Episode 197: Why do electric providers predict electricity demand?
Have you ever wondered why electric providers predict electricity demand? On this week’s Energy Bite, Richard Huntsinger, a recent PhD graduate of Carnegie Mellon University, has some answers.
- Energy Forecasting: Past, Present and Future by Tao Hong
- An Overview of Electricity Demand Forecasting Techniques by Singh AK, et. al.
- Demand Forecasting for Electricity by Neils Bohr
HOST: Have you ever wondered why electric providers predict electricity demand? On this week’s Energy Bite, Richard Huntsinger, a recent PhD graduate of Carnegie Mellon University, has some answers.
HUNTSINGER: Electric providers forecast electricity demand to guide them on how much electricity they need to distribute. If they plan for too much electricity, it will be wasted. That’s expensive – and bad for the environment. Unlike with other forms of energy, electricity can’t be used later; it must be used precisely when it’s produced or it’s gone. If companies plan for too little electricity, this means they have to obtain extra electricity from somewhere else on short notice, and that’s expensive, too. If companies predict for way too little electricity, there just won’t be enough even from somewhere else, and that means a blackout, a short- or long-term loss of electric power, can occur.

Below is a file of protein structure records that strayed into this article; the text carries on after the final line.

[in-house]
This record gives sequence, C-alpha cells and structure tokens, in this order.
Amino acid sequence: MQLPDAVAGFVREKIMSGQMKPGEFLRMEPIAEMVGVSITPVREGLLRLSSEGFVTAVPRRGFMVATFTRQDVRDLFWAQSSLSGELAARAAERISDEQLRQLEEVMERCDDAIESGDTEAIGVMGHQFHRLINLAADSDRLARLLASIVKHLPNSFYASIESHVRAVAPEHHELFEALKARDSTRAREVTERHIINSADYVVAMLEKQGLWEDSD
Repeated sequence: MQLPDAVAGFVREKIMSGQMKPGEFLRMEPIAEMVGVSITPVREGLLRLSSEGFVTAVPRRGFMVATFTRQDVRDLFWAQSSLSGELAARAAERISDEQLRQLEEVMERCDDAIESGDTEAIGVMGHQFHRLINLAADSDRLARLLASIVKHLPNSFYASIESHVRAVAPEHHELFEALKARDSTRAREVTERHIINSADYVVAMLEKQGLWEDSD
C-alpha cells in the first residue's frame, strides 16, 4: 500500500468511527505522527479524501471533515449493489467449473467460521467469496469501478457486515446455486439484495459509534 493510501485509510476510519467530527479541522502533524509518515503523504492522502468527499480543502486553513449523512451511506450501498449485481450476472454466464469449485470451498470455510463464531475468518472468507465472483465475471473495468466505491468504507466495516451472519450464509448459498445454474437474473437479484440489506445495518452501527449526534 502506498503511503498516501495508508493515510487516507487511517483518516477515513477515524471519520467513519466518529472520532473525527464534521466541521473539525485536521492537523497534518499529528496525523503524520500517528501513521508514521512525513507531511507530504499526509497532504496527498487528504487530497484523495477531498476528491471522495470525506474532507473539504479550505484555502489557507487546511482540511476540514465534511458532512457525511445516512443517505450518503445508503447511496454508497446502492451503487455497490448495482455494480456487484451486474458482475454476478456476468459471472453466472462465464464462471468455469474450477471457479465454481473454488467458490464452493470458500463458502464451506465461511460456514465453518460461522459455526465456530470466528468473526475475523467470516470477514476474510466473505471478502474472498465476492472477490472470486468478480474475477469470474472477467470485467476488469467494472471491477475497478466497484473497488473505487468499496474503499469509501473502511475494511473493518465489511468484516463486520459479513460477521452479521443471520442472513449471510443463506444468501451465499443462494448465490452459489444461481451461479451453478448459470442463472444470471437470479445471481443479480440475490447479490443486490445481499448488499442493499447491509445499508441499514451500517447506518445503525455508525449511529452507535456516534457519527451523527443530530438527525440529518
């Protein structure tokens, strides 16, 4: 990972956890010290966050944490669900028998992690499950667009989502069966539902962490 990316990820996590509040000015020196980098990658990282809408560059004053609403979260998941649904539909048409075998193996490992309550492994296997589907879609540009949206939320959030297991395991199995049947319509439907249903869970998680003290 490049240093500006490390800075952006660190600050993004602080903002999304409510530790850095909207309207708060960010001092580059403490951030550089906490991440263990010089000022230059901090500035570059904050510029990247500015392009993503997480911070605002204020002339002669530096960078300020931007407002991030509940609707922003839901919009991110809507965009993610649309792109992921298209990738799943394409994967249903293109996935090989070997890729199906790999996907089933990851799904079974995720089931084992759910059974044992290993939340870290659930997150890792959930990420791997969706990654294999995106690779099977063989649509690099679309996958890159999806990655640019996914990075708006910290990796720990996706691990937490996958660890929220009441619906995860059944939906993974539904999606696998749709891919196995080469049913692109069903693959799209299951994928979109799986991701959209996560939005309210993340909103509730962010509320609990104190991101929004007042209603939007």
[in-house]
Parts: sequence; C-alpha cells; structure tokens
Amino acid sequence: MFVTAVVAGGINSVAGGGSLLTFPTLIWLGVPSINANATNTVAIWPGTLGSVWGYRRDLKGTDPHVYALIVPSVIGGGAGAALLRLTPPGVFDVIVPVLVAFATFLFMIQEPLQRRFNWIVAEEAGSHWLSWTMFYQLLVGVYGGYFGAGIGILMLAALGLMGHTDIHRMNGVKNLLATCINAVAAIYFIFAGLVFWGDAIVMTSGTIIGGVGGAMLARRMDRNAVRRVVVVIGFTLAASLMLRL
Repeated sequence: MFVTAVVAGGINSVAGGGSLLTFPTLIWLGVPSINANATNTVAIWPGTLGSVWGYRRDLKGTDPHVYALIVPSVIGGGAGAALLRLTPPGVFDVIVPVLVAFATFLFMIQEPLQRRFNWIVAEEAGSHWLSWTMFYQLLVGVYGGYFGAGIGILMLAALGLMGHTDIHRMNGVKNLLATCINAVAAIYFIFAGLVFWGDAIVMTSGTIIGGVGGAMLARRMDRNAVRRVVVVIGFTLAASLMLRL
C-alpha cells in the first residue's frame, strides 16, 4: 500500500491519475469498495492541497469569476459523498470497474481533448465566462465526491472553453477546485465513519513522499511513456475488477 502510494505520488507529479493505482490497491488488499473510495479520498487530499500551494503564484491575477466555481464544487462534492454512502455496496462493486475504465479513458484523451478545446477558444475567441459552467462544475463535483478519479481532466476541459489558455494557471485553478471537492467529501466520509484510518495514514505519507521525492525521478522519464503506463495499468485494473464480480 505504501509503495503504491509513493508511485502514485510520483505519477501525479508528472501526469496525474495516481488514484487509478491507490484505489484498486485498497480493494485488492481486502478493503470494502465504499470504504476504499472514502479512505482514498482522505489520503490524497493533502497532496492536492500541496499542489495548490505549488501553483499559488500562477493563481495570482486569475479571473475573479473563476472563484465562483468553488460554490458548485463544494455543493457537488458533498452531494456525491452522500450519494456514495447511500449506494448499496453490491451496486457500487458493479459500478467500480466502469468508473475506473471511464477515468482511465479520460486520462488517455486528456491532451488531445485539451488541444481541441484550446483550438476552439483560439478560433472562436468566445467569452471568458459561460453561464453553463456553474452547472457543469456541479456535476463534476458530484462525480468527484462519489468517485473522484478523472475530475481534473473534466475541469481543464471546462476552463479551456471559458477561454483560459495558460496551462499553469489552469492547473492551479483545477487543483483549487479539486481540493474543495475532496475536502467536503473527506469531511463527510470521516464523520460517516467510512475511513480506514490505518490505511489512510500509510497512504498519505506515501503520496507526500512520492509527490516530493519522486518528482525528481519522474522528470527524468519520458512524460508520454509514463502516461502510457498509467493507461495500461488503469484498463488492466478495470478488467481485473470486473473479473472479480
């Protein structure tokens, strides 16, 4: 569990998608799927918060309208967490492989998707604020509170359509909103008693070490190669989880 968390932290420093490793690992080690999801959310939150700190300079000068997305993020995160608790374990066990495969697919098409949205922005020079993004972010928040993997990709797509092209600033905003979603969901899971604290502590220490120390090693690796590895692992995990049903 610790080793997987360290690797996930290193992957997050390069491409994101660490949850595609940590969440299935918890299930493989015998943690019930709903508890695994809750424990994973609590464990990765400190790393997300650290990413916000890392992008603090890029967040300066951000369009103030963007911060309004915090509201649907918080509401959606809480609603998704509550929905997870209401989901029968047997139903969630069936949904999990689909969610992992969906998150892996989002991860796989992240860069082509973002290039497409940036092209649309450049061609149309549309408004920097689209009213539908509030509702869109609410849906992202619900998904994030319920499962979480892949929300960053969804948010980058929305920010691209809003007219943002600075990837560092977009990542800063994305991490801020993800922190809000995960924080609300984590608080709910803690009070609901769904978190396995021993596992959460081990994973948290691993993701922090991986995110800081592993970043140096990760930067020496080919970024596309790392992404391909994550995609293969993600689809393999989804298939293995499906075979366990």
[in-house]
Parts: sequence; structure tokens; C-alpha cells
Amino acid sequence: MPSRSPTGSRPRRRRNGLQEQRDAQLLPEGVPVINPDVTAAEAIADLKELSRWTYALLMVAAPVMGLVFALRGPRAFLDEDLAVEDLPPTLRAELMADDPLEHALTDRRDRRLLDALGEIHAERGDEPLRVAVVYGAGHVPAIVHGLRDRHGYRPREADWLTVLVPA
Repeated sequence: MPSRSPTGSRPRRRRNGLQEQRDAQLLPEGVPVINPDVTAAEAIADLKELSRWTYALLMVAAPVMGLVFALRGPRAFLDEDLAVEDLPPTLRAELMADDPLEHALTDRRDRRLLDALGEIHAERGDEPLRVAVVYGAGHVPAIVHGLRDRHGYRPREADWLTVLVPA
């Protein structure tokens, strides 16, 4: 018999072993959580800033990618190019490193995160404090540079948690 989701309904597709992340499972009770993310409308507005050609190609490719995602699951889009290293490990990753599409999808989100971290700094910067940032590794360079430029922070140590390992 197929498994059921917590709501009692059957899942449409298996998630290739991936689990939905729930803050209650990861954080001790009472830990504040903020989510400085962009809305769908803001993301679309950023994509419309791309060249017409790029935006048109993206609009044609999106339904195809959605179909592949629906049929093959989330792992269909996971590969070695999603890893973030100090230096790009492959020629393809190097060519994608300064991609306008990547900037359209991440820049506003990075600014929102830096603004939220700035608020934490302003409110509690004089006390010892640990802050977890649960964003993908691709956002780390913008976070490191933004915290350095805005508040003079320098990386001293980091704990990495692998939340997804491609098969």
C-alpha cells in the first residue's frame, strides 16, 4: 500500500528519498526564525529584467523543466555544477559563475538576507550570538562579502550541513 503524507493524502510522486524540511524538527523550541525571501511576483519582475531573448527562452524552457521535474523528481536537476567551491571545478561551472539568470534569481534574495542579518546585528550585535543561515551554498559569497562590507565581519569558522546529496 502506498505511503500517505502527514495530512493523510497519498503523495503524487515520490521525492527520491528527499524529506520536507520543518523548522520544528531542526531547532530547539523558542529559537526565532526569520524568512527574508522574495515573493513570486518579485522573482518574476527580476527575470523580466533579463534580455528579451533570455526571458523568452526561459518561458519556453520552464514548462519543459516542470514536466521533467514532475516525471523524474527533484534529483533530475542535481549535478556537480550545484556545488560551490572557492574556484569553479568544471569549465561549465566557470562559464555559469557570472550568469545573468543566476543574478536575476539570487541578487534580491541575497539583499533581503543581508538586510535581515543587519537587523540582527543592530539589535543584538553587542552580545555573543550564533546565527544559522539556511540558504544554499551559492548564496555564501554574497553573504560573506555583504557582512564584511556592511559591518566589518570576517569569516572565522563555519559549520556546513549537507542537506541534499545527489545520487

HOST: What are the latest advances in forecasting electricity demand?
HUNTSINGER: Forecasters of electricity demand are starting to use “big data” techniques, the ones already being used to make self-driving cars, predict consumer buying trends, and search for cyber threats. Big data techniques, of course, require a lot of data to work well, and fortunately, there is a lot of data starting to come from new smart grid implementations that can be used for this purpose.
HOST: Do you think utilities do a good job of forecasting your electricity demand? Take our poll, see the results, and ask your energy questions at Energy Bite dot org.